Home Recording on a Laptop for CHEAP

Discussion in 'Recording/Live Sound' started by MattB, Jan 11, 2005.


  1. MattB

    MattB Member

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    Hello,

    I am looking into getting something to do some tracking of new songs I write at home, before I bring these tunes to the table for my band.

    I want something that is either USB or PCMCIA compatible. I will probably only record a guitar track and a drum beat from a drum machine. It doesnt have to be the best sounding recordings I just need to store my ideas.

    If anyone has any ideas for what I would need in the way of an interface for recording and maybe any ideas for a decent cheap drum machine.

    I am only looking to spend around $200.00 as I have more guitars to buy :)

    Thank you for any advice.
     
  2. jnavas

    jnavas Guest

    What type of laptop do you have?

    For your budget, a used version of one of the smaller stand alone digital units might fit the bill.

    As long as you have an audio input, you could probably get by with one of the multitude of basic software programs out there (Powertracks, for example).

    Are you ok with only being able to record one track at a time?
     
  3. MattB

    MattB Member

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    I have a Dell Dimension 5100.
    It has 512 M Ram.
    P4 1.8 GHZ

    I would like to be able to record 2 tracks at a time. But I only have the Internal Dell soundcard which is unfortunate. I just don't know what I would need to get this going. Do you have any model/brand names?


    Thanks
    -matt
     
  4. TAVD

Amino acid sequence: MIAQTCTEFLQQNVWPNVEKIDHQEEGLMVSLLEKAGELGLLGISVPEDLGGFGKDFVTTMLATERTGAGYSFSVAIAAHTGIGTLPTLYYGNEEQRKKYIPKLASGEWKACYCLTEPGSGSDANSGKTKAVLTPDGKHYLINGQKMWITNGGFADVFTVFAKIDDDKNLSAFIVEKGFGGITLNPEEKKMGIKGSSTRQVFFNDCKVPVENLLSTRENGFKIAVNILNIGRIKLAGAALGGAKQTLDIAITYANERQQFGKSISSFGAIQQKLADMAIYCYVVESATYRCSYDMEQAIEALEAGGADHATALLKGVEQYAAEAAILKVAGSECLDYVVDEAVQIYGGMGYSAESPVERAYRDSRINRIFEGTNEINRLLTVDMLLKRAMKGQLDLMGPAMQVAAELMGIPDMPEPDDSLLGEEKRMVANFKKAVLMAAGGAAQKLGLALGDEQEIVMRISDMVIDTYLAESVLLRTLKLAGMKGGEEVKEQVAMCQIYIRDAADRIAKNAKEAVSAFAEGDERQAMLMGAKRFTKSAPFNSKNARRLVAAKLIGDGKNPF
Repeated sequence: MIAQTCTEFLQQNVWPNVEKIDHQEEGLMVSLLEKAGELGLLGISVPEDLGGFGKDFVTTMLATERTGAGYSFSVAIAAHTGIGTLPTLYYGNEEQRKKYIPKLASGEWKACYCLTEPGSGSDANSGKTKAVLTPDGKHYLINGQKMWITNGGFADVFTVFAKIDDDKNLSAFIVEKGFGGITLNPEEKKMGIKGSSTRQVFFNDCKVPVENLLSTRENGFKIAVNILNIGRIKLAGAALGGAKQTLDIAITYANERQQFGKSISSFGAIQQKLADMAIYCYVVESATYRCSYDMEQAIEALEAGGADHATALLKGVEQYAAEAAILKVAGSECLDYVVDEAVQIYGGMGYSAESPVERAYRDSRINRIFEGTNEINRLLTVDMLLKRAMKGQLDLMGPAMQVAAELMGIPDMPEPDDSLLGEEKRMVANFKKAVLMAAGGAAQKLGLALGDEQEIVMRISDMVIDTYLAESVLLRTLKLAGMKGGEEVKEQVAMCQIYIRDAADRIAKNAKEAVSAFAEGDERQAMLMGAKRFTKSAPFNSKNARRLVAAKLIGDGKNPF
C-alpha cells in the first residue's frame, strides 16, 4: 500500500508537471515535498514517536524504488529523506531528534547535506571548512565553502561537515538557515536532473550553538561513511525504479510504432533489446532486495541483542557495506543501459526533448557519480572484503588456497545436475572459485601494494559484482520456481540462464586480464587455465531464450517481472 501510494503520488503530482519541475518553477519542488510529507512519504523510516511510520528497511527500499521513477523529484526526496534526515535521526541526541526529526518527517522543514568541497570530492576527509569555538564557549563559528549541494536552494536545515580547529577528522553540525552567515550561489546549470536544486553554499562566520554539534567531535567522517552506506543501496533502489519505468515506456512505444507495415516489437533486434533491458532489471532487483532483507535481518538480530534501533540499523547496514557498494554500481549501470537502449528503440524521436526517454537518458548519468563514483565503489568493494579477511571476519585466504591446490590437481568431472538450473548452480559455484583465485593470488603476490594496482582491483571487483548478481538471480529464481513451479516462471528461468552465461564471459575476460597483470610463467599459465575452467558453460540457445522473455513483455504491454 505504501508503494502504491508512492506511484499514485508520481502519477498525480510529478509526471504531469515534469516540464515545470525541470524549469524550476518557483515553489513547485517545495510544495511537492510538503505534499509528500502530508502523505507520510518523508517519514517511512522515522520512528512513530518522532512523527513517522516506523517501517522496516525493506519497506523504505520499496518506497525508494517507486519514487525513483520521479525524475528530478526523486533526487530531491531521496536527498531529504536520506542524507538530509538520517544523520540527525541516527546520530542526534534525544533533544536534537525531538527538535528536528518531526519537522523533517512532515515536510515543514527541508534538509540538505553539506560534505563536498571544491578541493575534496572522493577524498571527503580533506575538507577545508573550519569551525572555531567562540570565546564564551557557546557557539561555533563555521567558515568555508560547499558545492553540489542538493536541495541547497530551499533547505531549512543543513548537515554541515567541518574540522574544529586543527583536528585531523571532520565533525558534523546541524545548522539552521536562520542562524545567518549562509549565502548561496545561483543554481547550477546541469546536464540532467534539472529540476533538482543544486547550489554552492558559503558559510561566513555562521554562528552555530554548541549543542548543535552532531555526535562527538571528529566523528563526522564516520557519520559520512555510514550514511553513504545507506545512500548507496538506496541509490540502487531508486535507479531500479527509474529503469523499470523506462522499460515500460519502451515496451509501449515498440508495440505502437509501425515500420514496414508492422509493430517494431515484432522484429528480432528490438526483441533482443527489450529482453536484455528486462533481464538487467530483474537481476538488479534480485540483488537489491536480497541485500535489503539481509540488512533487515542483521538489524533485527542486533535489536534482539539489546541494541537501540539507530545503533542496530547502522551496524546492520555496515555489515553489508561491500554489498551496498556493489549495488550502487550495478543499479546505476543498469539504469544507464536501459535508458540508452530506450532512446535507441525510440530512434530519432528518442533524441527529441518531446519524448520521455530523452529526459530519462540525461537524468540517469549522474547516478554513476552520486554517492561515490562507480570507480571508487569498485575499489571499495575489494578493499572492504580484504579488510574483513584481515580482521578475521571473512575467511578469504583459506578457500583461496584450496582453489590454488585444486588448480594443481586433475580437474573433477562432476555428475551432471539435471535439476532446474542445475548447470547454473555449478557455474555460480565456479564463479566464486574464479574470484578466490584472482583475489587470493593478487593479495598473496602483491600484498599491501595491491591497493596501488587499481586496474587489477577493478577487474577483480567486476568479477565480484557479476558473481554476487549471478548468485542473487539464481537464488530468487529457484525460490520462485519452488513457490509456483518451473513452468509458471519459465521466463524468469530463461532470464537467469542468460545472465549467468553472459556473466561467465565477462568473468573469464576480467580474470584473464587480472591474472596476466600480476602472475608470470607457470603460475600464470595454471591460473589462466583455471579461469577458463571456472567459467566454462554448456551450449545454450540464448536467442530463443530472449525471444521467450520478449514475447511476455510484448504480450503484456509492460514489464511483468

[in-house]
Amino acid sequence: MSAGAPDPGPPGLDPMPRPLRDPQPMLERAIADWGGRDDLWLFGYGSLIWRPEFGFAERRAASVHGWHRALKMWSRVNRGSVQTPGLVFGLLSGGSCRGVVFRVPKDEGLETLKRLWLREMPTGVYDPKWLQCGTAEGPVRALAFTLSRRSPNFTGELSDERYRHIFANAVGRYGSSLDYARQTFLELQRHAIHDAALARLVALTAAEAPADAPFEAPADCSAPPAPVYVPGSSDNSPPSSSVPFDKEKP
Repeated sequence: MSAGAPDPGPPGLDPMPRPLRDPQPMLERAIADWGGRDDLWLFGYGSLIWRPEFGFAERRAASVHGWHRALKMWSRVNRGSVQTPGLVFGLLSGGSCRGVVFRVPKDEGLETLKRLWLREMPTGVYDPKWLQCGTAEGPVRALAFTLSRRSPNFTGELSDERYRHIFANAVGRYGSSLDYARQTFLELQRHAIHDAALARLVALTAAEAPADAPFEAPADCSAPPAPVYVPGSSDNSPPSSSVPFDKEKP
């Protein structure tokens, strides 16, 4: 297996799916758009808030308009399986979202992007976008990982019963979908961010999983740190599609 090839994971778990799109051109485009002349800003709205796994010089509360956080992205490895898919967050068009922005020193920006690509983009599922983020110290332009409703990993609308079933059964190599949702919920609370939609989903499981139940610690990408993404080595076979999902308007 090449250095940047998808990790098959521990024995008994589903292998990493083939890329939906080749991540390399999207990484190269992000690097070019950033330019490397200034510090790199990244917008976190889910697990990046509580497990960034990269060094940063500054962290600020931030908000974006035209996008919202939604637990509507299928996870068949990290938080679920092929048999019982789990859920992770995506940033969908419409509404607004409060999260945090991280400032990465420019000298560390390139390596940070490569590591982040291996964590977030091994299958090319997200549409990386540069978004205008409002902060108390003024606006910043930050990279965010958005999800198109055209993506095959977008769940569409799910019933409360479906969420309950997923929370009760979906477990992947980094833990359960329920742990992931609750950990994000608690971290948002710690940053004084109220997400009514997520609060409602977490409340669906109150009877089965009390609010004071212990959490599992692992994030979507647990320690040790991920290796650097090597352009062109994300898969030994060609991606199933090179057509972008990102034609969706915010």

TAVD Guitar Player Gold Supporting Member

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    I also have a Dell 5100 and have been checking out all the different audio interfaces lately, looking for a decent portable solution without spending big bucks.

    My list of must have's is:
    bus powered
    high resolution
    digital i/o
    midi i/o
    mic pre

    The Edirol UA-25 looks like it does all of this. I haven't bought one yet and would be interested in any user comments.

    MattB, the UA-25 might be something to consider.
    M-Audio makes a few interfaces for under $200.

    Also, if you want a bus powered box, stay away from firewire as the Dell uses a 4-pin fw interface.
     
  5. MattB

    MattB Member

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  6. A440

    A440 Supporting Member

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    some of the soundblaster offerings might get you there on the cheap. they make an audigy card for notebooks.

    http://soundblaster.com
     
  7. MattB

    MattB Member

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    What would I have to get from there?
    A mixer or Breakout box?
     
  8. MattB

    MattB Member

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    It wont work for a Laptop unless its USB or PCMCIA compatible.

    Thanks though!
     
  9. BSHARP

    BSHARP Member

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    I have the Cheap Notebook Setup

    Compaq AMD 1.8 with 512M Ram $650.00 after rebate
    Tascam US-122 USB Audio/Midi interface $199.00
    Cubase SE software $99.00

    This setup works fairly well for recording up to six audio tracks.
    Anymore than that the computer chokes.

    The Groove Agent Drum Plug-in works great with Cubase.
     
  10. joseph

    joseph Member

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    Someone in a review at Musicians Friend said the Tascam us-122 wouldn't convert to a WAV format and it wouldn't allow his PC to burn CDs - ?was he misinformed?
     
  11. BSHARP

    BSHARP Member

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    The US-122 is just an interface. Connect a USB cable to the computer. Once that is done you just plug your audio cables
    into the inputs and outputs. The burning of CD's are done with software in the computer - like Easy CD Creator. peace of cake.
    Wave files are standard for Windows computers, any conversions are done within the software in the computer and has nothing to do with the interface. Hope that helps.
     
  12. joseph

    joseph Member

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    Thanks! I've got Nero burning ROM, so that should work....
    I'm looking for a way to get my feet wet with home recording, without getting in overy my head cost -wise as well as bug-wise- my PC has Pentium 4 (~2.6 gHz), 512 RAM, 40 gig, Window XP home addition - you think the Tascam/Cubase system would be a good start? tia.